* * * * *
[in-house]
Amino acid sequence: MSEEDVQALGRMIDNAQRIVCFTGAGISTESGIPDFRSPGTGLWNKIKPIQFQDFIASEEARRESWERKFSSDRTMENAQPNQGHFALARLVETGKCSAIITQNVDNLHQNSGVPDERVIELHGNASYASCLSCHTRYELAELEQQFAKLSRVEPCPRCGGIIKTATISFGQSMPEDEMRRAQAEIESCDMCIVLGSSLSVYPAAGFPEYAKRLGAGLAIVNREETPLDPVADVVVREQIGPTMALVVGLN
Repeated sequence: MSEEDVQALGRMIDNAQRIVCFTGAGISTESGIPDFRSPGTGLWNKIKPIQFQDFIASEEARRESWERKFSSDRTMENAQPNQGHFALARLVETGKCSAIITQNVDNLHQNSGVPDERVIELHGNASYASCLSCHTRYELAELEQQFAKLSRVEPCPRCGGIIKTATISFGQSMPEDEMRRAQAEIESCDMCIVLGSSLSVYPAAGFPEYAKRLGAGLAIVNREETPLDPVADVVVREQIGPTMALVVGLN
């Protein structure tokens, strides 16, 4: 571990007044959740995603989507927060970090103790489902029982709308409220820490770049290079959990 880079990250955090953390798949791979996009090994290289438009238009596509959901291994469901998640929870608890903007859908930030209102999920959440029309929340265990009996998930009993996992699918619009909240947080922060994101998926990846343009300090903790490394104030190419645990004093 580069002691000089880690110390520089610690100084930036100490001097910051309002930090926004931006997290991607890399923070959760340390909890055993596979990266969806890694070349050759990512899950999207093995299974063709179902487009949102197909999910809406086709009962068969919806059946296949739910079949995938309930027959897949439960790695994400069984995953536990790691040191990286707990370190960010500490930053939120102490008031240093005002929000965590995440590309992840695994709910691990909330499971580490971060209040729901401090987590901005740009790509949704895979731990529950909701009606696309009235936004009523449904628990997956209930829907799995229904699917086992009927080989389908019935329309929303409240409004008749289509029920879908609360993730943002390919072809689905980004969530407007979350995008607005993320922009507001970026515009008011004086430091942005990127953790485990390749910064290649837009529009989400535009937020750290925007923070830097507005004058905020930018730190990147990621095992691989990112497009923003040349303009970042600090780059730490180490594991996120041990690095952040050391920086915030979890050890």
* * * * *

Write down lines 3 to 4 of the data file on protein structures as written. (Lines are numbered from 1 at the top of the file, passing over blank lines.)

Repeated sequence: MSEEDVQALGRMIDNAQRIVCFTGAGISTESGIPDFRSPGTGLWNKIKPIQFQDFIASEEARRESWERKFSSDRTMENAQPNQGHFALARLVETGKCSAIITQNVDNLHQNSGVPDERVIELHGNASYASCLSCHTRYELAELEQQFAKLSRVEPCPRCGGIIKTATISFGQSMPEDEMRRAQAEIESCDMCIVLGSSLSVYPAAGFPEYAKRLGAGLAIVNREETPLDPVADVVVREQIGPTMALVVGLN
């Protein structure tokens, strides 16, 4: 571990007044959740995603989507927060970090103790489902029982709308409220820490770049290079959990 880079990250955090953390798949791979996009090994290289438009238009596509959901291994469901998640929870608890903007859908930030209102999920959440029309929340265990009996998930009993996992699918619009909240947080922060994101998926990846343009300090903790490394104030190419645990004093 580069002691000089880690110390520089610690100084930036100490001097910051309002930090926004931006997290991607890399923070959760340390909890055993596979990266969806890694070349050759990512899950999207093995299974063709179902487009949102197909999910809406086709009962068969919806059946296949739910079949995938309930027959897949439960790695994400069984995953536990790691040191990286707990370190960010500490930053939120102490008031240093005002929000965590995440590309992840695994709910691990909330499971580490971060209040729901401090987590901005740009790509949704895979731990529950909701009606696309009235936004009523449904628990997956209930829907799995229904699917086992009927080989389908019935329309929303409240409004008749289509029920879908609360993730943002390919072809689905980004969530407007979350995008607005993320922009507001970026515009008011004086430091942005990127953790485990390749910064290649837009529009989400535009937020750290925007923070830097507005004058905020930018730190990147990621095992691989990112497009923003040349303009970042600090780059730490180490594991996120041990690095952040050391920086915030979890050890």